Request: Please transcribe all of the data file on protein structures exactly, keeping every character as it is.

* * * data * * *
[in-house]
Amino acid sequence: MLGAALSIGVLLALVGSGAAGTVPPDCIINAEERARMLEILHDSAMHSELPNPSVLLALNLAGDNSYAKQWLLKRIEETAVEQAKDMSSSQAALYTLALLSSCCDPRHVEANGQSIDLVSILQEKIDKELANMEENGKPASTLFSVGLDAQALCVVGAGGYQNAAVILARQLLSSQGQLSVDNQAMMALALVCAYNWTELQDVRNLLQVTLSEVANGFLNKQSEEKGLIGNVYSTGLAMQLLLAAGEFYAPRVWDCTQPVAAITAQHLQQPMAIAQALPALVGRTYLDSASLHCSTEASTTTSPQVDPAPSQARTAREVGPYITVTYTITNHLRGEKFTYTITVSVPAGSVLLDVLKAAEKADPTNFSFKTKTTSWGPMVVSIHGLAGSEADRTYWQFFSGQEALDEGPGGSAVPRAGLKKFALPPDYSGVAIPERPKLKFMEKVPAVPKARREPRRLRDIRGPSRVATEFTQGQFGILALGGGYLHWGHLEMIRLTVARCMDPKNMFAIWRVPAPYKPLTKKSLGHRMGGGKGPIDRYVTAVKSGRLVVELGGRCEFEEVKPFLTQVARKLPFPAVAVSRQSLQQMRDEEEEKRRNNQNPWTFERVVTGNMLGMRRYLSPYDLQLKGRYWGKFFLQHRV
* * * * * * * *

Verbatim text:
[in-house]
Amino acid sequence: MLGAALSIGVLLALVGSGAAGTVPPDCIINAEERARMLEILHDSAMHSELPNPSVLLALNLAGDNSYAKQWLLKRIEETAVEQAKDMSSSQAALYTLALLSSCCDPRHVEANGQSIDLVSILQEKIDKELANMEENGKPASTLFSVGLDAQALCVVGAGGYQNAAVILARQLLSSQGQLSVDNQAMMALALVCAYNWTELQDVRNLLQVTLSEVANGFLNKQSEEKGLIGNVYSTGLAMQLLLAAGEFYAPRVWDCTQPVAAITAQHLQQPMAIAQALPALVGRTYLDSASLHCSTEASTTTSPQVDPAPSQARTAREVGPYITVTYTITNHLRGEKFTYTITVSVPAGSVLLDVLKAAEKADPTNFSFKTKTTSWGPMVVSIHGLAGSEADRTYWQFFSGQEALDEGPGGSAVPRAGLKKFALPPDYSGVAIPERPKLKFMEKVPAVPKARREPRRLRDIRGPSRVATEFTQGQFGILALGGGYLHWGHLEMIRLTVARCMDPKNMFAIWRVPAPYKPLTKKSLGHRMGGGKGPIDRYVTAVKSGRLVVELGGRCEFEEVKPFLTQVARKLPFPAVAVSRQSLQQMRDEEEEKRRNNQNPWTFERVVTGNMLGMRRYLSPYDLQLKGRYWGKFFLQHRV